Today’s NYT looks at the decline in digital download sales and observes:
Some experts also point to the rise of Android devices as a possible factor in the drop in downloads. While phones using Google’s operating system now represent a majority of sales, Google’s Play store remains eclipsed by iTunes, by far the dominant music retailer.
Some research also suggests that Android users may spend less money on music than Apple customers. The NPD Group, a market research firm, reported this year that 54 percent of iPhone users — whose operating system is iOS — said in a survey that they were likely to buy music, compared with 30 percent for Android customers.
This points to the fact that, as I’ve discussed in earlier posts, Apple actively markets its platforms as ways to consume music, while Android does not. Maybe if there were actual marketing for the Google Play store, we’d be seeing more music downloads from Android devices.
“Some in the media business call this cord cutting. But three decades ago, we had a different name for this in the industry. We called it competition.”
So great: Marketing: Artists vs. Scientists - which one are you? I’m an artist with a splash of science…
“We know that you are fighting over lucre, not our inalienable rights as cable consumers. Pretending that you are fighting on our behalf rather than in the interests of your shareholders and executives is infantilizing and unbecoming. CBS is coming off another record year, Time Warner Cable’s stock is storming along, and the fight over retransmission fees is about how the pie is sliced, nothing more.”
Another cool music video I found on Vimeo, this one for Daft Punk’s “Give Life Back to Music.” Not the official video for the song, but a great idea for it!
It was inevitable - Introducing the Social TV Ecosystem Chart 2.0 - Courtesy of Ad Age and Trendrr: “Structurally a little different from previous 1.x charts, in that we cut back and consolidated the number of “slices” of the pie to simplify things a bit. And, once again, we’ve added a bunch of companies while removing others. Some of the adjustments were for happy reasons (for instance, Bluefin Labs is gone because it got purchased by and absorbed into Twitter in February in a deal said to be in the $100 million range). Others, less happy (Umami, maker of a social-TV iPad app, “concluded its beta trial period” in the spring, and last we heard, had put its intellectual property up for sale).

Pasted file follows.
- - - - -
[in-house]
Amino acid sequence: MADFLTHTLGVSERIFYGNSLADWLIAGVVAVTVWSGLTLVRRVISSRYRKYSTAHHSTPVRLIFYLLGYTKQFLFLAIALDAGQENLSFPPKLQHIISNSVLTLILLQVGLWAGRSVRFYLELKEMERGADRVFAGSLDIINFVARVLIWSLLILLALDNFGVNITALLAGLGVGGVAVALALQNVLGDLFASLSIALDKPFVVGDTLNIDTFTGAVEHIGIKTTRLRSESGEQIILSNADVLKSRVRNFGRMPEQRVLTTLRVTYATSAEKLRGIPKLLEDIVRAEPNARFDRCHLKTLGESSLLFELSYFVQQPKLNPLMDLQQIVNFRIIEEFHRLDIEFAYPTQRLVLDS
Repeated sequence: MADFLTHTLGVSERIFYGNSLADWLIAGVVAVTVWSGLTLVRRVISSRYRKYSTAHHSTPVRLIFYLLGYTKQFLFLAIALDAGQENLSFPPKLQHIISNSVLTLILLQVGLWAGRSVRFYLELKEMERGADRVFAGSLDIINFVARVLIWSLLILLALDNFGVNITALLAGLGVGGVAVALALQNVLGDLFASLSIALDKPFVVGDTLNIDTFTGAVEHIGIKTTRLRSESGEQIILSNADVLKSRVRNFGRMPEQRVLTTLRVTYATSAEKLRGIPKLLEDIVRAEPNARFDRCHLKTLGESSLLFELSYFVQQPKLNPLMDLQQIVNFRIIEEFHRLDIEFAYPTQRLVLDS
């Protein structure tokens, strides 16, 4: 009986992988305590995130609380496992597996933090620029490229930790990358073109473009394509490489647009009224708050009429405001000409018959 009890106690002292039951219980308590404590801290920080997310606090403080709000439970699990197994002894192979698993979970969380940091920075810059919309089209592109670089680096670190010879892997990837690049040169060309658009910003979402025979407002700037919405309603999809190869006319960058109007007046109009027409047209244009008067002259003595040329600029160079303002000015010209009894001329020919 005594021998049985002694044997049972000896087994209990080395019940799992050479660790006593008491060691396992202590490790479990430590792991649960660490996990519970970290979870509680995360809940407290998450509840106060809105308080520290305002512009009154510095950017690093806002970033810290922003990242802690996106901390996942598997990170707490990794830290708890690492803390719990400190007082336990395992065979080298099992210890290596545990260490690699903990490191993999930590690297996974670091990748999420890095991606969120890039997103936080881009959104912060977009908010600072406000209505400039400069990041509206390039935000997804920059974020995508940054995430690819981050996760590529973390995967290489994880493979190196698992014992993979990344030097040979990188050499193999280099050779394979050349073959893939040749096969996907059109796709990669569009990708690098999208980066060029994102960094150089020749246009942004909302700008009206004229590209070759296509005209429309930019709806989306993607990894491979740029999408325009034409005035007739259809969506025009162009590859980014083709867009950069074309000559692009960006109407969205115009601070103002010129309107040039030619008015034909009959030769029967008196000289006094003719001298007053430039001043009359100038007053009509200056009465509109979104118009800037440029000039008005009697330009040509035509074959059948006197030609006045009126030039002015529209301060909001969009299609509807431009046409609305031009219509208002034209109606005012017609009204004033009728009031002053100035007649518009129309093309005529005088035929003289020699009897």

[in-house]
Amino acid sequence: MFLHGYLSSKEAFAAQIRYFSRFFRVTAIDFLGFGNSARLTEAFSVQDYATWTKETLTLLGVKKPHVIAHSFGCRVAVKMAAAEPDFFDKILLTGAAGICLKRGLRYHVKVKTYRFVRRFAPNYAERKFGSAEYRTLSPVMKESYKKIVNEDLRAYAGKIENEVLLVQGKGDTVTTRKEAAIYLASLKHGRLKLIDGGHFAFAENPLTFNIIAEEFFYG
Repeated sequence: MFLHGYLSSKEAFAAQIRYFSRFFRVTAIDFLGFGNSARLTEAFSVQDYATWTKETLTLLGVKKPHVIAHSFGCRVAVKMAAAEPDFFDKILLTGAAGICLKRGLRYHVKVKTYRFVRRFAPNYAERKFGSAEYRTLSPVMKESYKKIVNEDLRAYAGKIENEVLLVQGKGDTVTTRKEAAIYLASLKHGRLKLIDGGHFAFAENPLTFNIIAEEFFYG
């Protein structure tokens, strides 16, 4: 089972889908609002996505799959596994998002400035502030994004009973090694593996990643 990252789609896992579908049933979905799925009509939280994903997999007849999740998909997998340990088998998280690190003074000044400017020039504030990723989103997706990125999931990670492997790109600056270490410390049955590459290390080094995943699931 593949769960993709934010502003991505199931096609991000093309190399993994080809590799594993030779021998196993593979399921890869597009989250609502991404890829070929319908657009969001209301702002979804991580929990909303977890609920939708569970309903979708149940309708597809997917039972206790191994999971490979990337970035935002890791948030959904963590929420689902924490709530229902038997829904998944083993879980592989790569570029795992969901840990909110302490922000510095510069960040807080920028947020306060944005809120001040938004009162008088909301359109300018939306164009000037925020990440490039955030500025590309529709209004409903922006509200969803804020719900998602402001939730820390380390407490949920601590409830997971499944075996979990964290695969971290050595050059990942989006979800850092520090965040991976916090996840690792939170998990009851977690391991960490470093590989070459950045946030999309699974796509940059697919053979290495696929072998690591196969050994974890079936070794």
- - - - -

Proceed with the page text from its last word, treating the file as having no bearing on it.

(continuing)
As always, this chart isn’t the last word on the rapidly morphing social-TV sector, so we’ll keep updating it. Stay tuned…”
Weird but cool video for new Pixies song, “BagBoy,” (on Vimeo)
“If you go public now as an ad tech company, the statement is you’ve tried to sell the company unsuccessfully once, twice or three times… It’s a last-ditch effort. The only time an IPO is a first resort is when you’re too big to be acquired.”
“Content marketing can be as simple as building a blog or publishing a white paper, or as complex as building out a user-generated digital contest supported by social media and branded journalism. Content marketing is a lot more than native advertising. Like content marketing, native ads are meant to be digestible forms of branded content, intent on creating a seamless, non-disruptive consumption experience for users. The main difference between the two is that good content marketing fuels native advertising, not the other way around.”